Last August, players in the North American Soccer League voted 271 to 94 to be represented by a union headed by Ed Garvey, executive director of the NFL Players Association. A week later the National Labor Relations Board duly recognized Garvey's NASL Players Association as the players' exclusive bargaining agent. This supposedly obliged NASL owners to negotiate with the new union, but they refused. The NLRB will hold a hearing into the matter on May 4, and protracted legal action seems likely.
Unwilling to wait for the matter to inch through the courts, the union called a strike last week after its membership approved such an action by a vote of 252-113. But the question remained: How many players would actually stay on the sidelines during Saturday's full schedule of 12 games? Foreign players comprise 55% of NASL rosters and to help them make up their minds, Garvey circulated a reminder from the U.S. Immigration and Naturalization Service that by law aliens working during a strike are subject to deportation. For their part, owners combed the sandlots for what they called "contingency" players.
As things turned out, all games were played, with 17 of the NASL's 24 clubs at or near full strength. Before a 5-2 defeat at the hands of the Tulsa Roughnecks, Yugoslavs on the Rochester Lancers urgently phoned to find out if countryman Vladislav Bogicevic had taken the field for the Cosmos against the Atlanta Chiefs. Bogicevic had done so, so the Rochester fence-straddlers went ahead and played, too. But seven clubs were seriously depleted by the strike. When 16 of 23 players of the aptly named Fort Lauderdale Strikers failed to appear for a game against the Washington Diplomats, Ron Newman, the club's 44-year-old coach, played, coughing and panting, alongside his 21-year-old son Guy, a reserve defender who had also been called into action because of the strike. The Strikers lost 4-0.
It remains to be determined whether any foreign players who crossed picket lines—and most did—will be deported, but by eagerly raising the possibility. Garvey scarcely advanced the cause of harmony within his fledgling union. On the other hand, Derek Carroll, president of the New England Tea Men, didn't distinguish himself when he said on behalf of the owners, "We're all in favor of a union, but not this union." The fact was that Garvey's union was the one selected by the players and, like it or not, owners in every other major sport negotiate with unions of their players' choosing. At a time when it is claiming to be the pro league of tomorrow, the NASL's labor practices somehow seem very reminiscent of yesterday.
THE SOUTH AFRICAN CONNECTION
Five South Africans who expected to run in the Boston Marathon were banned from officially doing so after the AAU warned the marathon's organizers that their presence would make other participants ineligible for international competition. South Africa belongs to neither the Olympic movement nor the International Amateur Athletic Federation, having been drummed out of both because of its apartheid policies.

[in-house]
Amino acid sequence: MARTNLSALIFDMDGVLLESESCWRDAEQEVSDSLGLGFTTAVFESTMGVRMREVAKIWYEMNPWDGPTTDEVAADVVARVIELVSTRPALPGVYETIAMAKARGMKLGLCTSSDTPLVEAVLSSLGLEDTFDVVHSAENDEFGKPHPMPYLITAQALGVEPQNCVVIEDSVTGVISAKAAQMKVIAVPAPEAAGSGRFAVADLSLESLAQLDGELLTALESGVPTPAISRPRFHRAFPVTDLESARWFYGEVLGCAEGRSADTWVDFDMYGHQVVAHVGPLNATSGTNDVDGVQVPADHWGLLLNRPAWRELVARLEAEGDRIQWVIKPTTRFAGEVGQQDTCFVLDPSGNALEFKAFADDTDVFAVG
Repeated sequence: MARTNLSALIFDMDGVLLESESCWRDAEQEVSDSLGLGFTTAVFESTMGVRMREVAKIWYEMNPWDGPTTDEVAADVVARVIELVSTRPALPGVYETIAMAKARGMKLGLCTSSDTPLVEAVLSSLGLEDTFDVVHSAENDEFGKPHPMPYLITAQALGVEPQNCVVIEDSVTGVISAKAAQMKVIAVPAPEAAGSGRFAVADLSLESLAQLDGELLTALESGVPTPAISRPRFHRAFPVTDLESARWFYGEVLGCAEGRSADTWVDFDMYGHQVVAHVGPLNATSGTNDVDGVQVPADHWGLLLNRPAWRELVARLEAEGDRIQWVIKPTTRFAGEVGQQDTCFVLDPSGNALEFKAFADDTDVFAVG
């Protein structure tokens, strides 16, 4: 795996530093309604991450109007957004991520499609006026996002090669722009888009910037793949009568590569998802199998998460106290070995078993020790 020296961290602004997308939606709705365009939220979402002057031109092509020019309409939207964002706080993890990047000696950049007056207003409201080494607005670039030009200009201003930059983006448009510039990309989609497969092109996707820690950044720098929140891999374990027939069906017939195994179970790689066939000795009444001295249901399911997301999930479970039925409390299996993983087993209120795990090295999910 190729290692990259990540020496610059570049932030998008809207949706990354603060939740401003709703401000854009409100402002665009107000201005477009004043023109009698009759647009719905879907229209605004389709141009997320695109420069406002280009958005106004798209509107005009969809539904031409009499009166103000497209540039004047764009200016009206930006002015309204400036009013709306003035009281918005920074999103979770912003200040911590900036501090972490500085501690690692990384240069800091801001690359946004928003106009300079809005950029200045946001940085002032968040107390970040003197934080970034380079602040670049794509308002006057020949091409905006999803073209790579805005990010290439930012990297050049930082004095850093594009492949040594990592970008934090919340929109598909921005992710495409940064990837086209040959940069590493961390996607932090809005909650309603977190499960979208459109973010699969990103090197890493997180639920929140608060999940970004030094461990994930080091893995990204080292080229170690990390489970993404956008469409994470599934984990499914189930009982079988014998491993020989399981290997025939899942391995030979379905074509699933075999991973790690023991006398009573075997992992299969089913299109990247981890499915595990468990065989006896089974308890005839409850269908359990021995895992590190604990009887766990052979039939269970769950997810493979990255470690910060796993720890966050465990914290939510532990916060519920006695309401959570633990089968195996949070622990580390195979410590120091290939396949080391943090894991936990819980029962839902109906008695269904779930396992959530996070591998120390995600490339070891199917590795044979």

This raises the question of how the University of Alabama's Jonty Skinner and Villanova's Sydney Maree, both South Africans, managed to compete in recent years in the AAU swimming and track championships, respectively. AAU Executive Director Ollan Cassell offers a rather complicated explanation. He says that while South Africans may participate in the U.S. in strictly domestic competition or in college meets, they may not take part in "international competition." Because swimming authorities define international competition as only those events in which athletes represent their countries. Skinner was able to enter AAU championships as a member of his club, Central Jersey Aquatics. The rule in track is more restrictive, banning South Africans regardless of whom they represent. But Cassell says that when Maree ran for the Philadelphia Pioneers in the 1978 AAU championships (he was runner-up in the 1,500-meter run to Steve Scott), officials didn't realize he was a South African. The fact that Maree is a black South African may have contributed to the oversight. At any rate, Cassell says, "He shouldn't have been allowed to compete. It was a mistake."
A BLEAT FOR THE SHEEP MEADOW
New York's Central Park contains an open grassy area known as the Sheep Meadow that is frequented by kite flyers, picnickers, strollers, stargazers, folk dancers, cross-country skiers, lovers, softball players and muggers. What the Sheep Meadow doesn't have is sheep. Sheep used to graze there and were penned in a sheepfold at the edge of the park, but city officials banished the animals in 1934. The sheepfold has since been converted into a posh restaurant, Tavern on the Green.